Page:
Keith Krakaur and Ryan Junck, Skadden, Arps, Slate, Meagher & Flom (UK) LLP
This is an extract from the third edition of GIR's The Practitioner’s Guide to Global Investigations. The whole publication is available here.
The purpose of witness interviews
Witness interviews form an integral part of most investigations, whether internal or regulator-facing, and an interviewer’s ability to extract facts from witnesses is a critical part of any successful investigation. The purpose of witness interviews is multi-faceted but generally includes scoping the investigation, understanding the facts and issues at play, and assessing the accountability of individuals and possible defences for the company and its employees. Broadly speaking, witness interviews in internal investigations generally consist of preliminary interviews with individuals who are able to provide background facts and identify likely sources of information and documents, and substantive interviews focused on the key factual issues. This chapter will discuss issues to be considered when preparing for and conducting witness interviews in the United States or in relation to a US internal investigation.
Need to consult relevant authorities
Witness interviews may be conducted in the United States without consulting government authorities; however, when US-related investigations require interviewing witnesses in non-US jurisdictions, the key issues may include whether it is permissible under local laws to conduct witness interviews and whether restrictions or regulations apply to any interviews that are conducted. Labour laws and employment-context data protection laws may limit the investigation team’s ability to conduct witness interviews in some jurisdictions. For example, labour laws in some jurisdictions may require consulting with local employee representatives, including union committees or works councils, before initiating witness interviews. Local laws may also dictate how counsel is able to interact with employees who have retained independent legal counsel.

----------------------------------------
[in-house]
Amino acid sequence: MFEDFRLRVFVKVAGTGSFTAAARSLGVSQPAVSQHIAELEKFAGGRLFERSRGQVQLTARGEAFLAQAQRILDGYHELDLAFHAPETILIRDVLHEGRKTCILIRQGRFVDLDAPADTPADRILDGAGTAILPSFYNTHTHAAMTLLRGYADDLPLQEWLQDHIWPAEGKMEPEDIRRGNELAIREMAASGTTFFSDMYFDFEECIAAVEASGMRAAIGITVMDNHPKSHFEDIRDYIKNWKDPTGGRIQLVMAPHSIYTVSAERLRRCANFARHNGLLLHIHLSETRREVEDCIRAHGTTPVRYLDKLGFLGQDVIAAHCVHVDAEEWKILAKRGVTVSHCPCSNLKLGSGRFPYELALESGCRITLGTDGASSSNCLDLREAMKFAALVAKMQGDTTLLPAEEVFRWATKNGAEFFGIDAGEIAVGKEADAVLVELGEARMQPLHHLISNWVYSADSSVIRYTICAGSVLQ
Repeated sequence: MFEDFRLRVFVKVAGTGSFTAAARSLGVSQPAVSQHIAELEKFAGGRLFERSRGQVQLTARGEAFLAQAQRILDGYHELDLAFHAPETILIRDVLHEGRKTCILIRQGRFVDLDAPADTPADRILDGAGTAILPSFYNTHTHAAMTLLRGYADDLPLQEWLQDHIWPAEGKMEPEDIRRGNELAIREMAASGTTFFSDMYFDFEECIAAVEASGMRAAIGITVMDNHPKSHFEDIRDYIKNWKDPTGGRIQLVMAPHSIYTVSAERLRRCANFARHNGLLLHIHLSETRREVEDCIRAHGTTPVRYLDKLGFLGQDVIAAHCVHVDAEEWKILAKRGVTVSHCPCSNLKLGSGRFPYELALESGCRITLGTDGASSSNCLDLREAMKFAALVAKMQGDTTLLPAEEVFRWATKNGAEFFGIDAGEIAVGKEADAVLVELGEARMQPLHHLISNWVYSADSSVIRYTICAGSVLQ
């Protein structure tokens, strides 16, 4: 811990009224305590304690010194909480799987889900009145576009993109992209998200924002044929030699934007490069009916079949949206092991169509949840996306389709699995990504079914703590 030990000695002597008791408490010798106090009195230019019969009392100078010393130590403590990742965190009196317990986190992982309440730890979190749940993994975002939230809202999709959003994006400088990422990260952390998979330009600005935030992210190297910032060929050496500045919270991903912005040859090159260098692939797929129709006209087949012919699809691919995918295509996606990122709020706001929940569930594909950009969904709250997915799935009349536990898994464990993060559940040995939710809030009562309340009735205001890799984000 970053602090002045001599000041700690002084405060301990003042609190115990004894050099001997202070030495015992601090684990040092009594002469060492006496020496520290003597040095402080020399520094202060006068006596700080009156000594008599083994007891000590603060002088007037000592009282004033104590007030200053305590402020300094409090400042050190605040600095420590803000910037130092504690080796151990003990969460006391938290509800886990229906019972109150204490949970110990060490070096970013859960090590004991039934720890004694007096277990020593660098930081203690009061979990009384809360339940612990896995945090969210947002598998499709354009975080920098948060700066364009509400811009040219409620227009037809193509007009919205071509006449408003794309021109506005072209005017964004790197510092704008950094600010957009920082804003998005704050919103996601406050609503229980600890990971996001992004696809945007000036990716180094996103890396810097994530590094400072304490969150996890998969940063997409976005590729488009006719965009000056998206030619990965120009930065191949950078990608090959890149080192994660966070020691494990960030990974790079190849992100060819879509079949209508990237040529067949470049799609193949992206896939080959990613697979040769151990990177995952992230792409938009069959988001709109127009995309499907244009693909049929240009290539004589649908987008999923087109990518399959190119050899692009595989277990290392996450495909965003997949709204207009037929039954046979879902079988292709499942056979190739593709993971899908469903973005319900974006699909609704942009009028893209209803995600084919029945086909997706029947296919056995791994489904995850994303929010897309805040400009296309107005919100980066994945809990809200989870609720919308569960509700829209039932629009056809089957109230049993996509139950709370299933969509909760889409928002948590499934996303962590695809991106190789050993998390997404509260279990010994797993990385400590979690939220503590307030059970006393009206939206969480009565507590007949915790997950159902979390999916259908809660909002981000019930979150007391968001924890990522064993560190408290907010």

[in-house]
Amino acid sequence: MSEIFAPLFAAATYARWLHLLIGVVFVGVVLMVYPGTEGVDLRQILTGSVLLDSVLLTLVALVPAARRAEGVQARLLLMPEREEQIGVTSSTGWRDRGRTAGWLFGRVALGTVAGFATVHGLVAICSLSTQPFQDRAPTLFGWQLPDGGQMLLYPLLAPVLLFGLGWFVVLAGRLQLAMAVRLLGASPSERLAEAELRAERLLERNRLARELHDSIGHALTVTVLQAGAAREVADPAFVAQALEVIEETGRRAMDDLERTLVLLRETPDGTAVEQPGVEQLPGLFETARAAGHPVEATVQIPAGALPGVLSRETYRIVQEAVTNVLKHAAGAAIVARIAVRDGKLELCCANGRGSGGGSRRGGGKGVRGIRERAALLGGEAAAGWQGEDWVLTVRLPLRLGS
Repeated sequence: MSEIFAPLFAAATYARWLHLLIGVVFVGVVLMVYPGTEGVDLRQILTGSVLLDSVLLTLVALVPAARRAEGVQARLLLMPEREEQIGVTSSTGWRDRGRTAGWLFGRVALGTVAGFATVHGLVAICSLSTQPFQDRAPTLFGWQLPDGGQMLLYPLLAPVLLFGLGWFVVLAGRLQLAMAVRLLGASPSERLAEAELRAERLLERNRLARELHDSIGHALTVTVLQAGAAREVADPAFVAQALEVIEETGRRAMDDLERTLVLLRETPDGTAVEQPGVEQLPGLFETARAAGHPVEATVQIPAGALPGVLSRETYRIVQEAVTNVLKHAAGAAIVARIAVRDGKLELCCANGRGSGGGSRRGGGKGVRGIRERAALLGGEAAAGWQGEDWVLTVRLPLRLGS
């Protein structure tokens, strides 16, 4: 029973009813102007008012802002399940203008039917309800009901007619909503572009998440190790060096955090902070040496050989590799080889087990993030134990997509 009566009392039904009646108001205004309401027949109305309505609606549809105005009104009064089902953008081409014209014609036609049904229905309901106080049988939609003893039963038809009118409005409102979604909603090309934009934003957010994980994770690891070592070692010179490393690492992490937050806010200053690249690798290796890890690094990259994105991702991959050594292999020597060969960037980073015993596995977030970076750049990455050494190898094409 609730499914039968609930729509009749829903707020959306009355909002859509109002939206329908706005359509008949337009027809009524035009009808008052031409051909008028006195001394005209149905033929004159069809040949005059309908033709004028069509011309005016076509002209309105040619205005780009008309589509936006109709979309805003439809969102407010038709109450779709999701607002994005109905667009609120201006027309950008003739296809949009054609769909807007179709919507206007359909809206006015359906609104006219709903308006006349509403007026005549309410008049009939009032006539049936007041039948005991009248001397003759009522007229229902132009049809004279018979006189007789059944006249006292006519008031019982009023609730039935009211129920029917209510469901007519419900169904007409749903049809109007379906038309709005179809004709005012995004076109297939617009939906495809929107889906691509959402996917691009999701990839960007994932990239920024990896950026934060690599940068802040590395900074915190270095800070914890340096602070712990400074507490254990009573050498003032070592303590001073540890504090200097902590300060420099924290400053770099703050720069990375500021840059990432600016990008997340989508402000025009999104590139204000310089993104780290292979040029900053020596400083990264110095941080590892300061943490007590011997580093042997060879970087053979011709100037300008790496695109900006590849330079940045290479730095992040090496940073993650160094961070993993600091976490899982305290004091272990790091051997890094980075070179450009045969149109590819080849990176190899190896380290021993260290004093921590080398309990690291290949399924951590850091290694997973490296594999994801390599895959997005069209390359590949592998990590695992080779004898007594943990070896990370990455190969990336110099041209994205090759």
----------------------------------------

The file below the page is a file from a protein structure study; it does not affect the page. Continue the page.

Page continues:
US employment agreements and corporate policies typically obligate employees to co-operate with a company’s investigations, and employees may face disciplinary action, including potential termination, for failing to co-operate. Although employees in the United States are free to obtain independent legal advice in the face of a potential interview, they are nonetheless obliged to co-operate with their employer and its counsel. Indeed, a recent appellate court decision affirmed an employer’s right to terminate an employee for refusing to co-operate with an internal investigation. This means companies have broad authority to dictate when and where interviews take place and to impose rules governing the attendance and participation of an employee’s counsel. Depending on the situation, companies may provide legal representation for employees to ensure they have fully considered their legal exposure and are well prepared for interviews. A company may be required to advance legal fees and expenses to certain of its employees depending on the laws in a company’s state of incorporation and its own by-laws or internal policies.
Identifying witnesses to interview
Investigators should begin identifying potential interviewees during the early stages of an investigation while document collection and review is under way. It may be beneficial to include lower-level employees in the interview plan because they may have basic factual information or insight into systems and controls that can provide context for the investigation. The initial list of interviewees need not be exhaustive as the first few preliminary interviews are likely to generate additional witness names.
Third-party witnesses, such as former employees, customers or contractors are not likely to be bound by the same confidentiality obligations as company personnel and may refuse to co-operate with the investigation unless they are contractually compelled to do so. With respect to former employees, interviewers should consider whether the employee left the company on unfavourable terms or otherwise has an incentive to disclose the existence of the investigation to other parties, including competitors, the media or enforcement authorities.
When to interview and in what order
When sequencing interviews, investigators often start with scoping interviews of individuals who have relevant background knowledge, who can explain relevant corporate processes and practices, and who can identify key personnel who may be involved in the allegations. Thereafter, investigators typically interview fact witnesses in ascending order of involvement in the alleged misconduct. However, investigators may consider interviewing the target or targets of the allegations early in the interview process if there is a high risk that other interviewees may tip them off, if they appear likely to leave the company in the short term or if the nature and timing of the investigation call for obtaining such information quickly.